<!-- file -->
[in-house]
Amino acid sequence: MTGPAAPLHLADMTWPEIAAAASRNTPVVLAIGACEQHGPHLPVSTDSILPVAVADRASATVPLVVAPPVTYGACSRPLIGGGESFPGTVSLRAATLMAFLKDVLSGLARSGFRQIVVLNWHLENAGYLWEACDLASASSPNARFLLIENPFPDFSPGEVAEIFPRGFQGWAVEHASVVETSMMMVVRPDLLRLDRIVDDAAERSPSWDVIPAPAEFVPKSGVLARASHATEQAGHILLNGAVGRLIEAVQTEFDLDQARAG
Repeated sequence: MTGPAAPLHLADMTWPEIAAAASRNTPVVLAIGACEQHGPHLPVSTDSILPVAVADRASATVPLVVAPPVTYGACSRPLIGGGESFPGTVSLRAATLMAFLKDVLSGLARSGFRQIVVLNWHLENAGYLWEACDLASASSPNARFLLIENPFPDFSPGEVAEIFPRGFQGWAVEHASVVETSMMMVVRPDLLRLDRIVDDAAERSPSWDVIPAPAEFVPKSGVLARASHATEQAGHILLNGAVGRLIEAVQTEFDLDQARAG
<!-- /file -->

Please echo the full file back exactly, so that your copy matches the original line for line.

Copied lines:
[in-house]
Amino acid sequence: MTGPAAPLHLADMTWPEIAAAASRNTPVVLAIGACEQHGPHLPVSTDSILPVAVADRASATVPLVVAPPVTYGACSRPLIGGGESFPGTVSLRAATLMAFLKDVLSGLARSGFRQIVVLNWHLENAGYLWEACDLASASSPNARFLLIENPFPDFSPGEVAEIFPRGFQGWAVEHASVVETSMMMVVRPDLLRLDRIVDDAAERSPSWDVIPAPAEFVPKSGVLARASHATEQAGHILLNGAVGRLIEAVQTEFDLDQARAG
Repeated sequence: MTGPAAPLHLADMTWPEIAAAASRNTPVVLAIGACEQHGPHLPVSTDSILPVAVADRASATVPLVVAPPVTYGACSRPLIGGGESFPGTVSLRAATLMAFLKDVLSGLARSGFRQIVVLNWHLENAGYLWEACDLASASSPNARFLLIENPFPDFSPGEVAEIFPRGFQGWAVEHASVVETSMMMVVRPDLLRLDRIVDDAAERSPSWDVIPAPAEFVPKSGVLARASHATEQAGHILLNGAVGRLIEAVQTEFDLDQARAG